|Birth name||Joshua Eric Casteel|
|Born||27 December 1979|
Sioux Falls, South Dakota
|Died||25 August 2012 (aged 32)|
New York, New York
|Place of burial|
|Allegiance||United States of America|
|Service/||United States Army|
|Years of service||2002–2005|
Joshua Casteel (27 December 1979 – 25 August 2012) was a United States Army soldier, conscientious objector, playwright, and divinity student. He volunteered for the army in 2002 and conducted interrogations in Abu Ghraib prison.
In 2005 he received an honorable discharge as a conscientious objector. He was active in the anti-war movement before dying of lung cancer in 2012.
He was born in Sioux Falls, South Dakota and raised in Cedar Rapids, Iowa in a Christian evangelical family. Casteel was active in the local community theatre, Theatre Cedar Rapids, where he had lead roles in Joseph and the Technicolor Dreamcoat, and The Who's Tommy
Casteel won an appointment to the US Military Academy at West Point but dropped out in his first term there. He enlisted in the Army in May 2002 and was trained as an interrogator at Fort Huachuca and in the Arabic language at the Defense Language Institute in Monterey, California. His unit arrived in Iraq in 2004, six weeks after revelation of prisoner abuses by US personnel at the prison. Casteel served with the Army's 202nd Military Intelligence Battalion as an interrogator at the Abu Ghraib prison in Iraq and claimed to have conducted over 130 prisoner interrogations. After Casteel applied for conscientious objector status, he was assigned to non combat duty guarding a burn pit.
Six months after applying, the Army approved his application as a conscientious objector and granted him an honorable discharge in 2005. Casteel graduated from the University of Iowa in 2008 with a dual master of fine arts degree in playwriting and non-fiction writing. He was an active member of Iraq Veterans Against the War and the author of several plays performed in the US and abroad, including Returns and The Interrogation Room. As a public speaker on religious and political matters, Casteel addressed audiences in the US, Ireland, Sweden, Italy and the UK. He was featured in the documentary films Iraq for Sale: The War Profiteers and Soldiers of Conscience. In 2008, excerpts of Casteel's emails from Iraq were published in Harper's Magazine and in book form by Essay Press.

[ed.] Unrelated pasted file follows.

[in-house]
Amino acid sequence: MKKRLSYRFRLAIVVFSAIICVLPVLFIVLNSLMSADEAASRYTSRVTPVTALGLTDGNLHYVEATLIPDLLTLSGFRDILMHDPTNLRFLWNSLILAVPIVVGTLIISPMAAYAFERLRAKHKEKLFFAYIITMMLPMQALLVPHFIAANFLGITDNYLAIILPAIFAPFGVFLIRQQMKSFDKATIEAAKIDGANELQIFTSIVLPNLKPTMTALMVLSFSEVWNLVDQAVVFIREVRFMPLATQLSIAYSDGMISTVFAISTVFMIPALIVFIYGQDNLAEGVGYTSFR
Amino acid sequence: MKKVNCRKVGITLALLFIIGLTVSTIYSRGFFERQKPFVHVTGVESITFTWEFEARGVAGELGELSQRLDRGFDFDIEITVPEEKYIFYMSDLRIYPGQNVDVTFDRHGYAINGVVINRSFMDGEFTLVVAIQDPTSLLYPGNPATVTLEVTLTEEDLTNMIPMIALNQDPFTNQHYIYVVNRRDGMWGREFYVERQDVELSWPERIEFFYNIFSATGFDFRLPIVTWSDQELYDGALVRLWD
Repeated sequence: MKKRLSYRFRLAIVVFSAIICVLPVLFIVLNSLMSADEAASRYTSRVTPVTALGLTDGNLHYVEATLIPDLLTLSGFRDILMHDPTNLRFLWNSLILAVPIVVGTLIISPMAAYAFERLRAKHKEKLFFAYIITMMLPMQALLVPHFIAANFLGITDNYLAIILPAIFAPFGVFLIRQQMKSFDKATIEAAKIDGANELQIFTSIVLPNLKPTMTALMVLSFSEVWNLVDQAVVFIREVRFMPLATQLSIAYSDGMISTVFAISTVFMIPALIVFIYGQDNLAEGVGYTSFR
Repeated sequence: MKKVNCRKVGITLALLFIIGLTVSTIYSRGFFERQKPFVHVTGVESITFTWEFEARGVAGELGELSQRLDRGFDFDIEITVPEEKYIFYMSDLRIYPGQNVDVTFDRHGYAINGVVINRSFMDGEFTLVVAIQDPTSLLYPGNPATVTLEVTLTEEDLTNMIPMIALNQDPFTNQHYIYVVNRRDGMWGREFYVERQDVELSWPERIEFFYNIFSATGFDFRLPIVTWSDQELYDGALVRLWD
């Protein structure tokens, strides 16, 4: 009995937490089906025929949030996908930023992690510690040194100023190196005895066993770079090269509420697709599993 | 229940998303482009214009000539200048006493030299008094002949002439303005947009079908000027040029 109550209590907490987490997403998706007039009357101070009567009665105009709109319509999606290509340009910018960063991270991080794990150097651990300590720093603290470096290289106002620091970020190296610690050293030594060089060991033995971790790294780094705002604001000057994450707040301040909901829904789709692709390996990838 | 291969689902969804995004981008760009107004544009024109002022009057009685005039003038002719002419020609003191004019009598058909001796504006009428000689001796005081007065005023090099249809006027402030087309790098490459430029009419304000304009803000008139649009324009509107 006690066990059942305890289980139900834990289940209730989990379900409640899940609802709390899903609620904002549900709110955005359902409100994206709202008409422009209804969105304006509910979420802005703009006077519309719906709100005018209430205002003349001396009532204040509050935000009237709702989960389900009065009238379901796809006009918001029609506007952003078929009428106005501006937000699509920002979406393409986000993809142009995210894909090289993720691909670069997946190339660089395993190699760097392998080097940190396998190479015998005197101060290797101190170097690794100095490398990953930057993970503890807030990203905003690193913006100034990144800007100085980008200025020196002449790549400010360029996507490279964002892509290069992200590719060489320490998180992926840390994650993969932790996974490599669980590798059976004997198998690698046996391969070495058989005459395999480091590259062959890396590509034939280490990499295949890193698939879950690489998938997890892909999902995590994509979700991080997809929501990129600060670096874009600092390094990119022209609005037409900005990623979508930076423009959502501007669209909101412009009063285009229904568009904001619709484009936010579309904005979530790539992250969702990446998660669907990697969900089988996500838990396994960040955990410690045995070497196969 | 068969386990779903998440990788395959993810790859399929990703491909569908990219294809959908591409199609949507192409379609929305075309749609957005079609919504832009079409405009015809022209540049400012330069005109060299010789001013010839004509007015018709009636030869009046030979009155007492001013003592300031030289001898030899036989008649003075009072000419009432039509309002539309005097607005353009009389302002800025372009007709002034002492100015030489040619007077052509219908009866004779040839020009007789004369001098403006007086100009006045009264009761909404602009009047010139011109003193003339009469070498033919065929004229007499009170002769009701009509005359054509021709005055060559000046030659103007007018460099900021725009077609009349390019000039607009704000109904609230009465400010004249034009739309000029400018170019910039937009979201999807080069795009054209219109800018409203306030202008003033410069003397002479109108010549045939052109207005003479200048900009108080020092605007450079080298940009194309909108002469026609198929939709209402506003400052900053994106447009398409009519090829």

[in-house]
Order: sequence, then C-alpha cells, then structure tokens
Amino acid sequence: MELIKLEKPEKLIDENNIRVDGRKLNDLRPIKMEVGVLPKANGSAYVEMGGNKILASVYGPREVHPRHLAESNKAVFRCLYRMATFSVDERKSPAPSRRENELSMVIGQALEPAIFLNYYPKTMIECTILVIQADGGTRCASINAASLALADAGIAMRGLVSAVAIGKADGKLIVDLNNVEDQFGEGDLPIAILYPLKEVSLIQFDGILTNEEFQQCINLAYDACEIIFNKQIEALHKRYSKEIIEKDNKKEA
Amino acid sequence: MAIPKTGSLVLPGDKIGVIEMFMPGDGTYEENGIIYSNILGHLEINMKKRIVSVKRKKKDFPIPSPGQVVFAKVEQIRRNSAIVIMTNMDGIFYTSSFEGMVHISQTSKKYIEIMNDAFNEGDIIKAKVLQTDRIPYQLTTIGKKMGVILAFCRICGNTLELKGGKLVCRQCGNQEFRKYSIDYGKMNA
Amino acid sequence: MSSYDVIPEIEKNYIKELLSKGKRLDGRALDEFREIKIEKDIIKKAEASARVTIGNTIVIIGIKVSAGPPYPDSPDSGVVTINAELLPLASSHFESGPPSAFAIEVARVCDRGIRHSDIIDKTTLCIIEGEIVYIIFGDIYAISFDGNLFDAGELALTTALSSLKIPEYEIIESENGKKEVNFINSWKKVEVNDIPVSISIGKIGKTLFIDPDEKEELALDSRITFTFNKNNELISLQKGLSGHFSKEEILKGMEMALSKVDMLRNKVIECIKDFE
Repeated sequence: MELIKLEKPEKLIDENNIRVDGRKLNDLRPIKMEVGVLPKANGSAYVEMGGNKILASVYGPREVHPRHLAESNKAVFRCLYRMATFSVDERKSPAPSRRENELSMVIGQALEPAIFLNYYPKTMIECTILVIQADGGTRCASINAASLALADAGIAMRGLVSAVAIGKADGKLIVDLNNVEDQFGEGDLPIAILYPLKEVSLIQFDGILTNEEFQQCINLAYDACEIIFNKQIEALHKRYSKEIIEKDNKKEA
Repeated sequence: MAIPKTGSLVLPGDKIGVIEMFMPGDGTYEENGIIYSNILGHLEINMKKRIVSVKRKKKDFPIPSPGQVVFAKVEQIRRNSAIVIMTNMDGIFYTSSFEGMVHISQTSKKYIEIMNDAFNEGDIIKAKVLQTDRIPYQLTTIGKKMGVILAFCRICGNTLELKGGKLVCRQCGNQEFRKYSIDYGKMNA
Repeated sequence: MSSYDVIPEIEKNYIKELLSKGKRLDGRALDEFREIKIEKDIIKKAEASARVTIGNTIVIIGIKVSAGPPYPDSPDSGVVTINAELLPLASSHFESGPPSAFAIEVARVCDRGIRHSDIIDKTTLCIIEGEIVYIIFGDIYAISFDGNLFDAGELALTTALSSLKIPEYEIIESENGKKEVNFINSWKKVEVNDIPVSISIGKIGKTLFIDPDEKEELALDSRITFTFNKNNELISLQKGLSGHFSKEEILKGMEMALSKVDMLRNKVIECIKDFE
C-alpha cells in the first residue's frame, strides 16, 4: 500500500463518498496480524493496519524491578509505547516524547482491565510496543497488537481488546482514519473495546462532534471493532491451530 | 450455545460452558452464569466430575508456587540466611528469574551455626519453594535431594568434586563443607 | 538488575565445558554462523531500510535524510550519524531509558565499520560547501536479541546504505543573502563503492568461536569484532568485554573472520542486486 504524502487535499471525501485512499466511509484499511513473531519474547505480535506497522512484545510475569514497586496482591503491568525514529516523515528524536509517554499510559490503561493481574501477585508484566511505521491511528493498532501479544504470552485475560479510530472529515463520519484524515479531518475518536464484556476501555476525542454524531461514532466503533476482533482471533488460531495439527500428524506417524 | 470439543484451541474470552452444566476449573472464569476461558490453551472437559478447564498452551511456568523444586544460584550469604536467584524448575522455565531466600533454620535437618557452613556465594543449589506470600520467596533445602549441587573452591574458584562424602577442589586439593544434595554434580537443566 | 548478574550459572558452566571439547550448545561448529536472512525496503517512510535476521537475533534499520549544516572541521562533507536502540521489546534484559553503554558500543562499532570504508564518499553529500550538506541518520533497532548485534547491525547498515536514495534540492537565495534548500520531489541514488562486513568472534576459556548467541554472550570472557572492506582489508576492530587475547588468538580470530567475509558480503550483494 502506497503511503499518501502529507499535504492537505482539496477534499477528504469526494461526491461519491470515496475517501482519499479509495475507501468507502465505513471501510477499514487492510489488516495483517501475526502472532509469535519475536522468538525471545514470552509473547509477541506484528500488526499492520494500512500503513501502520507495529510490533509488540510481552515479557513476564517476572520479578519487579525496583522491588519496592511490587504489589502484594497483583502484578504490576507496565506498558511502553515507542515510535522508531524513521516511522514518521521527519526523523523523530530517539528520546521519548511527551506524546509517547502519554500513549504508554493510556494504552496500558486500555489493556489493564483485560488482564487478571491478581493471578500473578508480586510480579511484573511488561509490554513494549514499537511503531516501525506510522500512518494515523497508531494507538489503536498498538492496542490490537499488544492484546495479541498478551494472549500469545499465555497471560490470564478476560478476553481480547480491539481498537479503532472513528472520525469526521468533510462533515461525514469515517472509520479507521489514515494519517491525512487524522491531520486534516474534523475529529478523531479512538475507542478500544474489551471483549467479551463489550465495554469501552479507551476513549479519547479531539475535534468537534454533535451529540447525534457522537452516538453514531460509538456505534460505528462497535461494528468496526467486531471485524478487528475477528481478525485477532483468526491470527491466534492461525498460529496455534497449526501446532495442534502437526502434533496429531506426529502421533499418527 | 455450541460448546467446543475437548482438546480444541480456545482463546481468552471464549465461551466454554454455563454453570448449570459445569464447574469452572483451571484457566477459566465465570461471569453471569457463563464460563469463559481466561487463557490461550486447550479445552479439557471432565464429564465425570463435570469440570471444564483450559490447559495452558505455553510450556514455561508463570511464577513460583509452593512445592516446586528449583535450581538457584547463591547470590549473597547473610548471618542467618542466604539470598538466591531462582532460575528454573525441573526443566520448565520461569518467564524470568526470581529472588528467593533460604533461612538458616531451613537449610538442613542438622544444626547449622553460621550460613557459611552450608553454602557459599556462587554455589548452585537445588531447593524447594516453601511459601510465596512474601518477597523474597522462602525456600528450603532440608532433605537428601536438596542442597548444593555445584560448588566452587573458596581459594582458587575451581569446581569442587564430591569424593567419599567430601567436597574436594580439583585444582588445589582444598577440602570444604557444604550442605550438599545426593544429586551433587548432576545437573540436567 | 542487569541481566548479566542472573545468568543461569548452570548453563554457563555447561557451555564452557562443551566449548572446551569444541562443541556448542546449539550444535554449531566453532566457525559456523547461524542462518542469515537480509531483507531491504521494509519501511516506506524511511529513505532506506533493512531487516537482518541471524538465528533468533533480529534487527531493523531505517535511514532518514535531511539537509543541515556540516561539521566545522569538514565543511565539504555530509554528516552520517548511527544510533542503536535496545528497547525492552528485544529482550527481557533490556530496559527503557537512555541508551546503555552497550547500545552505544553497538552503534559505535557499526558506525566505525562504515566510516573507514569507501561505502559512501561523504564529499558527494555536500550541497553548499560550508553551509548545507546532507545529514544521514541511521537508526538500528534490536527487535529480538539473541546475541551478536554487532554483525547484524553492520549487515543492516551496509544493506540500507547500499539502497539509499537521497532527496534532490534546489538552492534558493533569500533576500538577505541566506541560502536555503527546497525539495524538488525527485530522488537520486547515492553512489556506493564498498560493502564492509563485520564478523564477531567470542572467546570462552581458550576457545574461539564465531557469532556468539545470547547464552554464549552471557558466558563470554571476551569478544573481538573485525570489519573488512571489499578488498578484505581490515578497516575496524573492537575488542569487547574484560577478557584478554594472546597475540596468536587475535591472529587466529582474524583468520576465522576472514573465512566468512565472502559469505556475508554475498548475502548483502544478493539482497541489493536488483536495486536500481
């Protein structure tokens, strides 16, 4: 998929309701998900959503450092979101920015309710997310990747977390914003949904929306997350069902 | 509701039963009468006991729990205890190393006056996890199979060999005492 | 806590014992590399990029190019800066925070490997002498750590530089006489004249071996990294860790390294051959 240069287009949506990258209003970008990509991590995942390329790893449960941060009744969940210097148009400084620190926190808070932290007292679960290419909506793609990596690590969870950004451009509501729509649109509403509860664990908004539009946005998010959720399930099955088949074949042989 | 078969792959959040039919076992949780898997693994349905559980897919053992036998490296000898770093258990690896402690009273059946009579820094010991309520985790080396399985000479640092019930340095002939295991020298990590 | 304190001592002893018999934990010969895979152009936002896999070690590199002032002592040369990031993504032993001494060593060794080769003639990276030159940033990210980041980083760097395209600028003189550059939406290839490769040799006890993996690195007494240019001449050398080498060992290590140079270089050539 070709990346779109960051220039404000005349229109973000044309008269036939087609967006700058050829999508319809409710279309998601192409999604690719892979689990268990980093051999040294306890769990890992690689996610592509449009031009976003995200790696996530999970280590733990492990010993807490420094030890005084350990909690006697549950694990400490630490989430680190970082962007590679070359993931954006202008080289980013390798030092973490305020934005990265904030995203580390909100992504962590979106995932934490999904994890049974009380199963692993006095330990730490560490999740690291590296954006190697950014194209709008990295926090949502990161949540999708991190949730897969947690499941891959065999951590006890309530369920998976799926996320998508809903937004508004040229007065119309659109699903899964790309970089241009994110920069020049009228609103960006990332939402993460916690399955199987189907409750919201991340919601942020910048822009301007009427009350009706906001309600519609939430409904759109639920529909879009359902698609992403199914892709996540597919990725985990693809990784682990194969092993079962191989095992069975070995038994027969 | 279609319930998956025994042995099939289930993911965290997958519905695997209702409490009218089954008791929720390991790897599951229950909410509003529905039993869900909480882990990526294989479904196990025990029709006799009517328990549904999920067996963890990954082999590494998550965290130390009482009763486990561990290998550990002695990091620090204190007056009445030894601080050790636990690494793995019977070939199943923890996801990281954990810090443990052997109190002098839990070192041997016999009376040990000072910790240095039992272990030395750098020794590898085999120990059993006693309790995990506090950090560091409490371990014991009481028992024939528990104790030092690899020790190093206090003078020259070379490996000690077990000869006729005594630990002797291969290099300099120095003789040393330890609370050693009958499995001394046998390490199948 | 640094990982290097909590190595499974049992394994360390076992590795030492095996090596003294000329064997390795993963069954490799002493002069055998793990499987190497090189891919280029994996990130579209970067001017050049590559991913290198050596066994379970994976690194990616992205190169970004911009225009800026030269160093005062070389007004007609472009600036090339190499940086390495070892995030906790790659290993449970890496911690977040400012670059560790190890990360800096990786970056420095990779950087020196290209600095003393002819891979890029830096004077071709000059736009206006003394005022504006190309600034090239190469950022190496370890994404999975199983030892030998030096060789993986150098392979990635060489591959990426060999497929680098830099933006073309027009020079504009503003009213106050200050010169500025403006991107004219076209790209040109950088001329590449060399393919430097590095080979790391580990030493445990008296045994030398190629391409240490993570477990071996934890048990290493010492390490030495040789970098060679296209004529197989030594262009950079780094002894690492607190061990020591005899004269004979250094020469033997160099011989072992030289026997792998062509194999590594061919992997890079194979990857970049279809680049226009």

He died of lung cancer in New York City in New York-Presbyterian Hospital on August 25, 2012. An oncologist told Casteel's mother that "Joshua died of lung cancer without having any of the conventional risk factors such as smoking, asbestos exposure or radiation ... I am quite sure we did not have anyone younger with lung cancer those five years I worked at the VA." Casteel's family believes his cancer was the result of exposure to toxins released by a burn pit he slept near for six months in Iraq. He was a University of Chicago Divinity School graduate student at the time of his death. An article titled "The Priest of Abu Ghraib", which analyzed his theological struggles while interrogating Muslim prisoners in Iraq c. 2004, appeared in the Jan.-Feb. 2019 "Smithsonian" magazine.
- Casteel, Joshua. Letters from Abu Ghraib. (Ithaca, NY: Essay Pr., 2008). ISBN 978-0-9791189-3-7
- Allen, Susie. "Divinity School student Joshua Casteel, 1979–2012". UChicagoNews. 18 September 2012. Accessed 21 June 2013.
- Latchis, Rebekah. "The Big 3-2!". Joshuacasteel.com. 16 December 2011. Accessed 14 August 2013.
- "Obituaries: Casteel, Joshua Eric". The Gazette. 02 September 2012. Accessed 14 August 2013.
- Lindsey, T. M. "A conscientious objector's journey". The Iowa Independent. 03 September 2008. Accessed 14 August 2013.
- "Soldiers of Conscience". Luna Productions. Retrieved March 3, 2018.
- Casteel, Joshua. "The Monk of Abu Ghraib". Harper's Magazine. Vol. 317, No. 1901. 1 October 2008. p. 22.
- Erin Jordan. "Cedar Rapids family blames burn pit in Iraq for son's cancer death". The Gazette. 26 October 2012. Accessed 14 August 2013.
- Erin Jordan. "Cedar Rapids family links ex-soldier's death to burn pit". The Gazette. 28 October 2012. Accessed 14 August 2013.
- Percy, Jennifer. "The Priest of Abu Ghraib". Smithsonian Magazine. January 2019
|Wikiquote has quotations related to: Joshua Casteel|
- "Joshua Casteel: 'To Love One's Enemies' ", a video clip from Soldiers of Conscience. Accessed 21 June 2013.
- "Call of Duty", an essay by Casteel on military-themed first-person shooter video games. Accessed 14 August 2013.
- joshuacasteel.com, a site about Joshua maintained by his family. Accessed 22 June 2013.
- "Authors – Joshua Casteel (archived)," a short biography on the Essay Press web site. Accessed 18 December 2014.